A fundraising campaign has been launched to create a permanent memorial in east Arkansas for Levon Helm. The legendary drummer and singer, who was best known for his work with The Band, grew up in the Phillips County community of Turkey Scratch, helping his family pick cotton.
Plans are to finish restoring the sharecropper's house his family lived in, which has been moved to the nearby town of Marvell. A statue of Helm is also to be completed and placed downtown.
The goal is to create a place for fans to visit who travel from around the world to see the area that shaped the young Helm.
"They come from overseas, Japan, Norway, everywhere," said Helm’s longtime friend Anna Lee Amsden who is helping lead the project. "We’d like to finish remodeling the house, we’d like to get the statue bronzed and have a place where people can come," she said in an interview with KUAR.
"Even when the house has been moved twice, they go out and have their pictures made of his old childhood home and at Turkey Scratch."
Helm, who died in 2012 at the age of 71, said he wanted to become a musician at the age of six after seeing a performance by bluegrass pioneer Bill Monroe. By 12 he was performing locally and by 17 got his big break when he was invited to play with the backing band for rockabilly singer Ronnie Hawkins. Members of the band later went on to perform with Bob Dylan and eventually emerged on their own known simply as The Band.
Amsden first went to grade school with Helm and says it’s an honor to have a role in something that will serve as a tribute to him while also benefiting the area.
"We’ve known each other all our lives and it’s just a labor of love on my part and to help bring the legacy to Marvell, which will create a permanent memorial," Amsden said. "It’ll help Phillips County, the tourism, hopefully a lot of kids that don’t get a chance to play music. We’re just trying to keep it going like he asked us to do."
Amsden was immortalized by Helm when her name was included in the hit song "The Weight." In the lyrics, Helm sings "Well Luke my friend, what about young Anna Lee?’ He said, ‘Do me a favor son, won’t you stay and keep Anna Lee company."
When asked what that has meant for her life, Amsden responded with a laugh, saying "It’s wonderful. I’ve met a lot of people that, because of the song, they just embrace me right away. I told Levon one time--as a matter of fact in October before he passed away in April--I went up and I said, 'you know, I don’t mind riding on your coattails because I have met some wonderful people through him."
Helm was diagnosed with throat cancer in the late 1990s and in the following decade performed regularly during "Midnight Ramble" concerts at his home and studio, known as "The Barn" in Woodstock, New York. It was a time when Helm enjoyed a resurgence in his career with the release of the 2007 album Dirt Farmer. Amsden attended many of those shows.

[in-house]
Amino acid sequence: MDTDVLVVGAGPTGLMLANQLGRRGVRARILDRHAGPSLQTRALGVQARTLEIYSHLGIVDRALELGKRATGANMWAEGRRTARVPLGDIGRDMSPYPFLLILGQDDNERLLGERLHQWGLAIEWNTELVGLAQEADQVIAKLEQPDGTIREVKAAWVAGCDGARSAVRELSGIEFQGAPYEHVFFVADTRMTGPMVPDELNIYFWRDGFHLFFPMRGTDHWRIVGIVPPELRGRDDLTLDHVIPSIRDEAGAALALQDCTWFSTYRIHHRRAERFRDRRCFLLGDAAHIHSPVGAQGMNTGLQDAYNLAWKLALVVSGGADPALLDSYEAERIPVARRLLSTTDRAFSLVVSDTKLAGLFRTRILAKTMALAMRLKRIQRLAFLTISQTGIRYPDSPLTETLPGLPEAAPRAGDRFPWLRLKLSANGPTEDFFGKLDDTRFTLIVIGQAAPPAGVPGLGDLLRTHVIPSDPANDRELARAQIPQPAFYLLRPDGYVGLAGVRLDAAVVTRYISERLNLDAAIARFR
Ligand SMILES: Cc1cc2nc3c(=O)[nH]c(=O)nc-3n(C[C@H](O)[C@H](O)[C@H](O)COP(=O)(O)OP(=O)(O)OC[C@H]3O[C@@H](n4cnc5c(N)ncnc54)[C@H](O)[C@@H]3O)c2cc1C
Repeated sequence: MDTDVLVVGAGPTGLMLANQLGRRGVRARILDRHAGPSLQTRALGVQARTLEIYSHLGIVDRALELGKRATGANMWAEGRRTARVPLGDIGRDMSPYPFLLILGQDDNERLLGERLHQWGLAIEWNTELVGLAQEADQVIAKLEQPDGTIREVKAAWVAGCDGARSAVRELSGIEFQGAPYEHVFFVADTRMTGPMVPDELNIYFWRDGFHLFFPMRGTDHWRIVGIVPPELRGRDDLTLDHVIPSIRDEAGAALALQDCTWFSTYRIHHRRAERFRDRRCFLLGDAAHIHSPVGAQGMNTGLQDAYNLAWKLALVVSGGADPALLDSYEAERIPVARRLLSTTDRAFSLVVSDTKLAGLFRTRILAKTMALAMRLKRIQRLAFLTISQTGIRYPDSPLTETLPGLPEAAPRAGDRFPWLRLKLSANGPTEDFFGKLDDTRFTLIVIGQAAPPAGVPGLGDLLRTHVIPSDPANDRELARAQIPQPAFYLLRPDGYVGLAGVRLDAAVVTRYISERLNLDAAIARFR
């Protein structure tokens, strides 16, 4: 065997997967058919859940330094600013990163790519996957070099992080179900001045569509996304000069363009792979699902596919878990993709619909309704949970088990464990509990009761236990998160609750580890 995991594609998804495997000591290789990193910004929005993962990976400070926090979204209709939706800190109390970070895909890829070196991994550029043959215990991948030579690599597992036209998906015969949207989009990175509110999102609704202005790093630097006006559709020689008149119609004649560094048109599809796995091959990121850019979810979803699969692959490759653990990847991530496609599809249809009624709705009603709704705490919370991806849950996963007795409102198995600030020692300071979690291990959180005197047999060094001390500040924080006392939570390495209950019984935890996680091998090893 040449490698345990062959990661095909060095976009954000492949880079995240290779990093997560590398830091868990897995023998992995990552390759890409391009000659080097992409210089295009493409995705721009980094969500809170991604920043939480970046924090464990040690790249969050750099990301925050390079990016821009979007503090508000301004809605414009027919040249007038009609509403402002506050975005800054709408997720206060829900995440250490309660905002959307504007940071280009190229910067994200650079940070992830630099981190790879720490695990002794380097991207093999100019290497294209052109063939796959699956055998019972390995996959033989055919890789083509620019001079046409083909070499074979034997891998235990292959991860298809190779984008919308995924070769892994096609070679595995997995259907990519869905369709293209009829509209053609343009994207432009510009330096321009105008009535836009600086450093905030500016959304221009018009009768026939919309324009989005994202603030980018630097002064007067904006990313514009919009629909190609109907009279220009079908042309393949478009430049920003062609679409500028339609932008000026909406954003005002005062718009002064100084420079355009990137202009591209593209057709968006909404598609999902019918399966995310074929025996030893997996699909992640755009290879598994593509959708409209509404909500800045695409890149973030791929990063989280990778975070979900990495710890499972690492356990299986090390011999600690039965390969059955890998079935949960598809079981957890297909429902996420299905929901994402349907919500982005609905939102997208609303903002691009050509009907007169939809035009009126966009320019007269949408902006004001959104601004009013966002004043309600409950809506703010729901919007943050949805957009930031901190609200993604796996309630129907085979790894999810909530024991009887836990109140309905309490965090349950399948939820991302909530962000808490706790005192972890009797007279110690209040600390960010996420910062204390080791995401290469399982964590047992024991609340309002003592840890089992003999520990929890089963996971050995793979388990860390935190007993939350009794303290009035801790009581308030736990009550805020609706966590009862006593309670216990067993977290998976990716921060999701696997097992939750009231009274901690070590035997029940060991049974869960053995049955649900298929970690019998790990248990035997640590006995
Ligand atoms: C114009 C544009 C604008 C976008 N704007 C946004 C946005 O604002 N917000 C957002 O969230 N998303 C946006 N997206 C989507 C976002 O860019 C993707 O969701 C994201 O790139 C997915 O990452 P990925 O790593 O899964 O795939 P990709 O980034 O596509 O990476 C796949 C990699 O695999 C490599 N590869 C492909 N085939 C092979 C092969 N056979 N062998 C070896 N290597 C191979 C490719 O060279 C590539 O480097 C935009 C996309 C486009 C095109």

"I cooked for all the musicians who came to the ramble for seven months and it’s just great. People come up and they recognize the name and say, 'I’ve known about you for 40 years' and it’s really just a good feeling," Amsden said.
The statue to be placed in downtown Marvell was created by sculptor Kevin Kresse of North Little Rock.
"I’ve actually pretty much finished the bust, so now it’s raising the money to have it cast in bronze," said Kresse. "Its been a real, real honor for me to do such an Arkansas icon and Levon’s... his authentic nature, his soul and the passion that he had, the love he had for music, trying to get that into a piece has been a real joy and a challenge."
A key part of that challenge, he says, was deciding what era of the musician’s career to portray in the bust. It was eventually decided to show Helm as he appeared in the 1976 documentary film of The Band’s last performance, which was directed by Martin Scorsese.
"We talked a while about what age to depict him because he… it’s not like he stopped, he was still doing great work toward the end of his life, but they kind of settled on that, really The Last Waltz which was where I was getting a lot of visual information from because I was also able to get a lot of different angles and quality shots and stuff like that," Kresse said.
The statue shows Helm singing with his mouth open, eyes closed and a microphone and stand over his shoulder.
"I’m glad we settled on this one. I think it’s unique as well. I don’t think I’ve ever seen a bust of someone singing, especially like this," Kresse said. "That trademark look of his, putting up that one shoulder, turning to the right, drumming and singing at the same time, that's classic Levon Helm."
After several years of planning, the Levon Helm Legacy Project announced Wednesday the launch of a GoFundMe page to accept donations for the project. More details, including how to make a contribution, can be found here.